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Sovereign Debt Sustainability as a Principle of Public International Law: An Incremental Approach to Sovereign Debt Restructuring

Source:
Yale Journal of International Law , Vol. 41, pp. 13-43
Year:
2016
Authors:
Juan Pablo Bohoslavsky,
Matthias Goldmann
Reseach Area:
Financial Institutions
Abstract:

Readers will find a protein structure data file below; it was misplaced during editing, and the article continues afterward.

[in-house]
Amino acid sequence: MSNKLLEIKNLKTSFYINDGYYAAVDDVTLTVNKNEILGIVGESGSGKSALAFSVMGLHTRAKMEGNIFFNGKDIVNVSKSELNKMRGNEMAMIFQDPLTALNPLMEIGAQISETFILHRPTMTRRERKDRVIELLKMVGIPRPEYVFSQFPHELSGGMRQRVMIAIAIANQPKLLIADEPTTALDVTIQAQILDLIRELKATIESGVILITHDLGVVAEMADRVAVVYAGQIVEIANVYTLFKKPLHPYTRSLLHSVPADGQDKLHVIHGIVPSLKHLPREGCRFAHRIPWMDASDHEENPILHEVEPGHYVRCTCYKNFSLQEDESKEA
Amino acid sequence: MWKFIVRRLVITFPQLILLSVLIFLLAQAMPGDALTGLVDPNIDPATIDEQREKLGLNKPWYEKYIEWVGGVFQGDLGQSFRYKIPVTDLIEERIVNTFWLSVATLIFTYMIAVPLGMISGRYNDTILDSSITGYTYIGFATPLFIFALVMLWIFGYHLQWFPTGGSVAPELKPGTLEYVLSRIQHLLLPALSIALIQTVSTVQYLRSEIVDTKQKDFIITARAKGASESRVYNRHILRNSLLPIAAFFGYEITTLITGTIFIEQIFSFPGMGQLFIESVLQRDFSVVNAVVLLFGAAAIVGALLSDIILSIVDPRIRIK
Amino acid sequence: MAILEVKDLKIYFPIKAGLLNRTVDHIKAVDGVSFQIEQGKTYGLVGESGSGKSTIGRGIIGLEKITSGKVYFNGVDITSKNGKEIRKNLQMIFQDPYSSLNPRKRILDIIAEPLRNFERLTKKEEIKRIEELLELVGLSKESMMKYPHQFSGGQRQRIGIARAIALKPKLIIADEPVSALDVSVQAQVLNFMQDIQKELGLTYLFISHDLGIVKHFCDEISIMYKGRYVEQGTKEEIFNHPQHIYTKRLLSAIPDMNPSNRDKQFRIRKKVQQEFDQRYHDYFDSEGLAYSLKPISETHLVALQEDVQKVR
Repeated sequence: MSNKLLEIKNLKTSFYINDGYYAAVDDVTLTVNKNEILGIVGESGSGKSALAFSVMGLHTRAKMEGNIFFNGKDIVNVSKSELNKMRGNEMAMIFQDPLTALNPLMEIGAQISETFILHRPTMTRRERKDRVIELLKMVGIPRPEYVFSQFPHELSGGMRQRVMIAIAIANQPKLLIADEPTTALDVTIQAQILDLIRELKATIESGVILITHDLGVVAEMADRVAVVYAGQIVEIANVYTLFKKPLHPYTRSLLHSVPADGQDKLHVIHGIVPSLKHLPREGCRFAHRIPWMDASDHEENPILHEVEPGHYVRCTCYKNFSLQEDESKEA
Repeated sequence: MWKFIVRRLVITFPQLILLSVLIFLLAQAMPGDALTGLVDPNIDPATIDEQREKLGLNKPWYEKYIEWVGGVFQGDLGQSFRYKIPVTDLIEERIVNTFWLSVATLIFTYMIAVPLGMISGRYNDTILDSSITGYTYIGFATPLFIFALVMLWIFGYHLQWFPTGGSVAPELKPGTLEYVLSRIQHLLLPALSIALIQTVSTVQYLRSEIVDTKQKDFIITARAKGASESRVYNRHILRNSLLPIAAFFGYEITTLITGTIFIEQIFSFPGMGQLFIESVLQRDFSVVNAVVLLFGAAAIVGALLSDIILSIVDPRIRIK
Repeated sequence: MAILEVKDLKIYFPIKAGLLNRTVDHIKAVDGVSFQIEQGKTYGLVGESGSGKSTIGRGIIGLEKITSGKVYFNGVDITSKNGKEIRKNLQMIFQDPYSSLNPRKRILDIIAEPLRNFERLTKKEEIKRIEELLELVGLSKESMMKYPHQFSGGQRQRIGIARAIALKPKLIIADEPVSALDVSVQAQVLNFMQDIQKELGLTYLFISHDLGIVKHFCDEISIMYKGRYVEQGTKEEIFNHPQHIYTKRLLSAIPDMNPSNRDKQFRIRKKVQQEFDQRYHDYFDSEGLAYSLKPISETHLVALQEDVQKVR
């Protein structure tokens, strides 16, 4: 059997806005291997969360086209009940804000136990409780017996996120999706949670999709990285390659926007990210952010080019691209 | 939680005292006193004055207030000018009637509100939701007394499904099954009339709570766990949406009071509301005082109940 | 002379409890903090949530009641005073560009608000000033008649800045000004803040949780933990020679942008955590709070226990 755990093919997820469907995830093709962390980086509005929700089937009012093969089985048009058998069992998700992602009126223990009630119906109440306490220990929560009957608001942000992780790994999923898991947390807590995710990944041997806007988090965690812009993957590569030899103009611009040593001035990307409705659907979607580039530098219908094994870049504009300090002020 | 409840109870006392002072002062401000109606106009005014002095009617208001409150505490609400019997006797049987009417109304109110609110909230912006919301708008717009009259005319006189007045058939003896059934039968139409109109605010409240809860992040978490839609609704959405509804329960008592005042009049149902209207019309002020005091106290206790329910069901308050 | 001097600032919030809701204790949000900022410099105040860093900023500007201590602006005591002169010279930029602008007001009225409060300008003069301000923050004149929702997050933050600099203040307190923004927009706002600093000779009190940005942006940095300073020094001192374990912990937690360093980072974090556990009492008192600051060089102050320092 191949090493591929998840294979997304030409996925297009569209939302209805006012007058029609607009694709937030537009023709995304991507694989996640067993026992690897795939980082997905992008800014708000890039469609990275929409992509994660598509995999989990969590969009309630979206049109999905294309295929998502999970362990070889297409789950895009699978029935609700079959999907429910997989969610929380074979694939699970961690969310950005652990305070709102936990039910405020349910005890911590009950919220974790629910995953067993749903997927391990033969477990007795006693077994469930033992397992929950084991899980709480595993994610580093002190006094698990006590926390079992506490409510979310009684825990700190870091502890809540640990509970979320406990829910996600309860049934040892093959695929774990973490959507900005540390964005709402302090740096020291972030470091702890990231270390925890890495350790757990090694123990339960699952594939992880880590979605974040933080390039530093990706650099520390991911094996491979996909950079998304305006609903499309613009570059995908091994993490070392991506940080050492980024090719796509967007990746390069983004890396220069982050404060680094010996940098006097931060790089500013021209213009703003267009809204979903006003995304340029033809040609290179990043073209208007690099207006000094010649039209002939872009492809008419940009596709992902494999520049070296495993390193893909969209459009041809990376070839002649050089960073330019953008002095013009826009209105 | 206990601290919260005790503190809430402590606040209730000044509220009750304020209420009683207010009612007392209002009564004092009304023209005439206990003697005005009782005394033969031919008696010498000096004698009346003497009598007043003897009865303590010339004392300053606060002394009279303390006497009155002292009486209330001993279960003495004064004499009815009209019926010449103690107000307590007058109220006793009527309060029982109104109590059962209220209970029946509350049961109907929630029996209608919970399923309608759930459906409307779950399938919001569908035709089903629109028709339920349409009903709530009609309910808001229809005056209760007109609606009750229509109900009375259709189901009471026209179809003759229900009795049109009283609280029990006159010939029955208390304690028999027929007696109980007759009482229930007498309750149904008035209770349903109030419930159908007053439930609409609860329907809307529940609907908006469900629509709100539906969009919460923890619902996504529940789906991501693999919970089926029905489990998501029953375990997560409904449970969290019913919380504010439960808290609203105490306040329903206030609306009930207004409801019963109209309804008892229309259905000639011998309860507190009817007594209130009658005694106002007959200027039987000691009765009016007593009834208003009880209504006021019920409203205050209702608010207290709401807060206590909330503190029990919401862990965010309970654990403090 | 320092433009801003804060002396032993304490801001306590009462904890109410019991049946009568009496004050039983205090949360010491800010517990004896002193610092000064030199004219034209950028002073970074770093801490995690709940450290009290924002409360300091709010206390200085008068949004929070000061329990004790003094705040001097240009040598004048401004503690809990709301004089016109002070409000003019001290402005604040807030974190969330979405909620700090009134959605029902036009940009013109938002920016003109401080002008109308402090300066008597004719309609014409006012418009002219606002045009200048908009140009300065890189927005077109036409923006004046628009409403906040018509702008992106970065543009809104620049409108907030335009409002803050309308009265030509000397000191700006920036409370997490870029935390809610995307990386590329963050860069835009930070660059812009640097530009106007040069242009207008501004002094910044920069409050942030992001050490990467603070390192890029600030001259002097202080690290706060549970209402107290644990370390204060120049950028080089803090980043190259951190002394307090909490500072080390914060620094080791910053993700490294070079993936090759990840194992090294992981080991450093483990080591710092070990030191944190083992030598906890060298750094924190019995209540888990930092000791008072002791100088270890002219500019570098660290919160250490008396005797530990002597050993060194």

The paper sets out the legal foundations of an incremental approach to sovereign debt restructuring. As the political momentum that would be necessary to adopt an international treaty governing sovereign debt workouts is currently lacking, the incremental approach explores the possibility of further developing current practice in line with legal principles that have emerged from progressive developments in debt restructuring practice in reaction to the crises of the last decades. Key among them is the principle of sovereign debt sustainability. Debt sustainability is a global concern today. This is evidenced by significant institutional, procedural and substantive innovations in the way in which sovereign debt is treated. Among them is the generalized conviction that debt sustainability cannot come at the expense of human rights enjoyment. The rise in holdout litigation does not contradict this finding, as it has been countered by a strong policy response. The incremental approach is not only unique because it overcomes the binary structure of a debate juxtaposing statutory, institutional and contractual, market-based approaches to improve the current debt restructuring framework. Rather, the incremental approach puts law and legal theory right at the center of the debate about sovereign debt that in the last decades has been dominated by economic thinking. It thereby claims that markets, including markets for sovereign debt, must be embedded in other social fields and therefore require regulation. The incremental approach is thus opposed to the idea of markets as spontaneous orders. However, given that knowledge is limited, market regulation that proceeds continuously and in small steps does not need to be less successful in its effort to avoid crises and solve collective action problems than grand proposals for institutional design.

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